Chris Phelps, State Director, Environment Connecticut

Provided testimony in opposition to the bill as originally written, as written the bill intends to establish a mechanism to provide a guaranteed above-market rate for existing generators of nuclear power in the state. Following deregulation in the 90's the ratepayers were saddled with billions in stranded costs and the nuclear industry was a beneficiary of these subsidies.

As proposed SB106 would appear to repeat the mistakes of the past and risk handing a subsidy to Millstone. Rather than doing that Connecticut should be expand the RPS to require 50 percent of the state's electric demand be met by class 1renewables by 2030.

Francis Pullaro, Executive Director, RENEW Northeast

Provided testimony in opposition to the bill as originally written, he feels that instead of providing Millstone additional opportunities the bill should be focusing on strengthening Connecticut's class 1 renewable portfolio. An update to the RPS standards by extending it to 2020 and requiring 50 percent renewable energy by 2030 will give Connecticut an opportunity to concentrate on advancing the next generation of renewables like offshore wind and solar and wind in the state.

Abramo, Frank

Auguste, Elizabeth

Bacewicz, Janice

Barbar Stevenson

Baron, Alfred

Behringer, Fred

Bennett, Kim

Benoit, Georgine

Besaw, Suzanne

Biggins, Kathleen

Binio, Xavier

Bonnett, Lynne

Brennan, Elaine

Bridge, John

Brothers, Harlan

Broughel, Barbara

Burke, Peter

Campbell, Pat

Carroll, Kathleen

Cementina, Cathy

Chudiak, Barbara

Chunis, John

Cook, James

Covill, James

Cox, Thomas

DeGregorio, Joan

Delgreco, April

Derwitsch, Richard

Dooley, Phil

Echelson, Roberta

Farber, Frederic

Feda, Joanne

Feldmann, Carol

Fichter, Edward

Fish, David

French, Christopher

Freygang, Katherine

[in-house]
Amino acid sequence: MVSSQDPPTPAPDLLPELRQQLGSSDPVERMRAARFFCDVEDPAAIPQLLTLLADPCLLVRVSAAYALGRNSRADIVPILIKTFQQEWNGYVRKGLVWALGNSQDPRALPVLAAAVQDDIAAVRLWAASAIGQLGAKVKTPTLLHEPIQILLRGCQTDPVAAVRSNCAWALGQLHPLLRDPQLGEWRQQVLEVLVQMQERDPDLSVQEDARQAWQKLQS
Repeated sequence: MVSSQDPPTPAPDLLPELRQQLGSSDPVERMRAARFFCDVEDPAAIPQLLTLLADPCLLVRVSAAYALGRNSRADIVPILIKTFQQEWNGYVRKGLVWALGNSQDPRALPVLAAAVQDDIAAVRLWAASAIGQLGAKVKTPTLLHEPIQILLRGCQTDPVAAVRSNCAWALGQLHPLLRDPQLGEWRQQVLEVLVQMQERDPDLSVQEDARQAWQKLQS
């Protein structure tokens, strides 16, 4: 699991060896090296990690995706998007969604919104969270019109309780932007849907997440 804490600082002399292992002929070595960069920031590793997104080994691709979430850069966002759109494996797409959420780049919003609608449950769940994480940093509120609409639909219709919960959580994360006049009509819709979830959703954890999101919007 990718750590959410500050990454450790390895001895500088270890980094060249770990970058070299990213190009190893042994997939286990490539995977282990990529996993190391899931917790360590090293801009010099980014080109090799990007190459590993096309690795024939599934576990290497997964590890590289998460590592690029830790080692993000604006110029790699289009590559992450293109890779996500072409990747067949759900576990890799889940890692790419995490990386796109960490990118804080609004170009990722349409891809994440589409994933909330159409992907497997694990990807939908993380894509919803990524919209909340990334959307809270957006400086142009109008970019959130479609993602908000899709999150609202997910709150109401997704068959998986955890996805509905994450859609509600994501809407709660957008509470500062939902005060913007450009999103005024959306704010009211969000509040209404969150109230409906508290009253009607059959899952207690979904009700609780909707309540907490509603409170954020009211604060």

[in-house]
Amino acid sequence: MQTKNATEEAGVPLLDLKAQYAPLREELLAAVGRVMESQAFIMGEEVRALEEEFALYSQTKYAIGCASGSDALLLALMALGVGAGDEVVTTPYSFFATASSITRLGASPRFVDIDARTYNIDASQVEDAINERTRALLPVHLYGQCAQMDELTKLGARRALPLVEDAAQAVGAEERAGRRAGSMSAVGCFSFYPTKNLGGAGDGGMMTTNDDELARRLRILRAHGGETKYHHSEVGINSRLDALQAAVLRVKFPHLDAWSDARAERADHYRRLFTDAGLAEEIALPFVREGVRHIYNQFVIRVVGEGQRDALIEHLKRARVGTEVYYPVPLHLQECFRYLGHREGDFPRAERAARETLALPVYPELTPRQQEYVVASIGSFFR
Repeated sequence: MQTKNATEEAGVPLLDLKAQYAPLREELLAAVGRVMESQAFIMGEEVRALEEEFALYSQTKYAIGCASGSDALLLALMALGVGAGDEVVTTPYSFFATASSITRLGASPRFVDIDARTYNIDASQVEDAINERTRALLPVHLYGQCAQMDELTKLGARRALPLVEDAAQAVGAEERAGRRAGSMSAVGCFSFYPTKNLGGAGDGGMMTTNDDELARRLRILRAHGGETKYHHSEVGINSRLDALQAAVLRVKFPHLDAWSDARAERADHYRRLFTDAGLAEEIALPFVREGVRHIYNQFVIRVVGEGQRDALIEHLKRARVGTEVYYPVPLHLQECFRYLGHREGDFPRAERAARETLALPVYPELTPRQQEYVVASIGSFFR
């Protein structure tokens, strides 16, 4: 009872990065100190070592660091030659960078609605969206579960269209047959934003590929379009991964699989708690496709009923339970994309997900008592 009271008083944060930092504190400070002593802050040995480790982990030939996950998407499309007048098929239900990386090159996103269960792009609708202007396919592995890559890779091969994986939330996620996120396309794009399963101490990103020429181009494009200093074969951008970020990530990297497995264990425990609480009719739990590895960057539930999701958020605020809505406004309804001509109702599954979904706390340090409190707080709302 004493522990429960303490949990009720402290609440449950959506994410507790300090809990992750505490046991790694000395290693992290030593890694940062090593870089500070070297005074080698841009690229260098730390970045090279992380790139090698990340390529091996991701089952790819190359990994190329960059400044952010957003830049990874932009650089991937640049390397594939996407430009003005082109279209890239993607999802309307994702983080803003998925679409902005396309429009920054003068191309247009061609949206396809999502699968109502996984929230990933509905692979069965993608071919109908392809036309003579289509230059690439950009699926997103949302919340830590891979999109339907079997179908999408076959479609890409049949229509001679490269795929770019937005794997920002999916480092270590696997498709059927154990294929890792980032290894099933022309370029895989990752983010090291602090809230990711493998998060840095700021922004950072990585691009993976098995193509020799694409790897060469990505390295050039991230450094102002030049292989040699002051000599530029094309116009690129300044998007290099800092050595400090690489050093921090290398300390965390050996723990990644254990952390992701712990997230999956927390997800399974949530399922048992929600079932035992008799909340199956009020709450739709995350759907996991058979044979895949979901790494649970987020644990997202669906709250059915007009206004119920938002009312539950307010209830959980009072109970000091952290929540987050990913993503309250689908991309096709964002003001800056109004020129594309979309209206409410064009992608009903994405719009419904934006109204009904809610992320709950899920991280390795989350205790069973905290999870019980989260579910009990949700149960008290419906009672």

Furnes, Ken

Gagne, Paul

Gay, Brian

Getsinger, Gretchen

Gilbert, Kimberly

Girty, Brooke

Glenn, Alan

Graves, Royal

Gray, Lewis

Greenberg, Stephen

Hagen, Sara

Hale, Kathryn

Hatch, Joanne

Hayes, Laura

Henrie, Robin

Hetzel, Fred

Heymann, Diana

Hickman, Paul

Hull, Robert

Hutchinson, Nancy

Inaba, Michael

Johns, Ted

Johnson Low, Barb

Karraker, Hugh

Kellogg, Robert

Knox, Tulsa

Kolb, Jane

Lamorte, Laura

LeClair, Irene

Levine, Nahum

Levine, Philip

Libre, Peter

Lion, Robert

Luciano, Tulay

Luzusky, Daniel

Manning, Christel

Martin, Ben

Maurice, Normand

McCall-Kelly, Heather

McCann, James

McCay, Steven

McCord, Kent

McCord, Kimberly

McGuire, Dan

McKee, Timothy

Miller, Susan

Millman, Peter

Morris, Jason

Moxley, Rich

Naden, Judith

Najm, Benedetta

Nauts, Phyllis

Nelson, Jessica

Nettleton, Eleanor

Newman, Joanne

Olden, Sheron

Osborn, Carole

Page-Fort, Ben

Peterson, Lawrence

Petranek, Donna

Pope, Henry

Pringle, Laura

Quijada, Justine

Quinn, Joseph

Ralston, William

Rasch, Patricia

Richard, Mark

Richter, Wendell

Ridge, Gale

Roast, Rosemari

Rossi, Joan

Ruggiero, Alisa

Ryer, Walter

Sachdeva, Marion

Samodai, Eszter

Sherman, Julia

Shirkani, Kim

Siskind, Jennifer

Smith, Gary

Sopchak, Michael

Sosin, Victor

Spalluto, Lawerence

Sparer, Allen

St. Amour, Matt

Stampleman, Jed

Stassola, Nicholas

Susco, Sarah

Szarwak, Wendy

Taylor, David

Tetro, Mery

Tischofer, Susan

Tulman, Maria

Van Heurck, Jan

Van Zant, Sandra

Vannini, Kathleen

Veiders, Christina

Veklund, Carol

Vener-Saavedra, Patricia

Vennell, Jeff

Ventura, Christine

Vining, Pete

Walden, Jeffrey

Wallace, Alexander

Walser, Rich

Washer, Louise

Weiner, Ethan

Whittles, Jayne

Windhom, Elizabeth

Windhorn, Edward

Wood, Susannah

Worth, Jim

Woznicki, Catherine

Zander, Rod

Zolvik, Kim

Angelus, Joshua

Submitted testimony in opposition to the bill, they believe that this bill would adopt a scheme to further increase their electric rates. This bill would allow Dominion to get significantly higher prices for the power they generate for Connecticut. It would also subsidize their profits without any financial disclosure to the rate payers or the Public Utilities Regulatory Authority.

Nancy Burton, Connecticut Coalition Against Millstone

Submitted testimony in opposition to the bill, stating that the present proposed bill does not demonstrate that Connecticut is friendly to business, as some legislators have told the news media. It demonstrates that Connecticut is friendly to Dominion but unfriendly toward the health, safety and welfare of its residents and businesses devoted to safe, sustainable green energy. The bill also intends to vest in DEEP the power to award

Dominion with profitable long-term contracts for sales of its electricity.

DEEP has a conflict of interest. It is allowing Millstone to operate on a long-term basis on an illegal water discharge permit.

Reported by: Mark Severance

Date: 04/04/17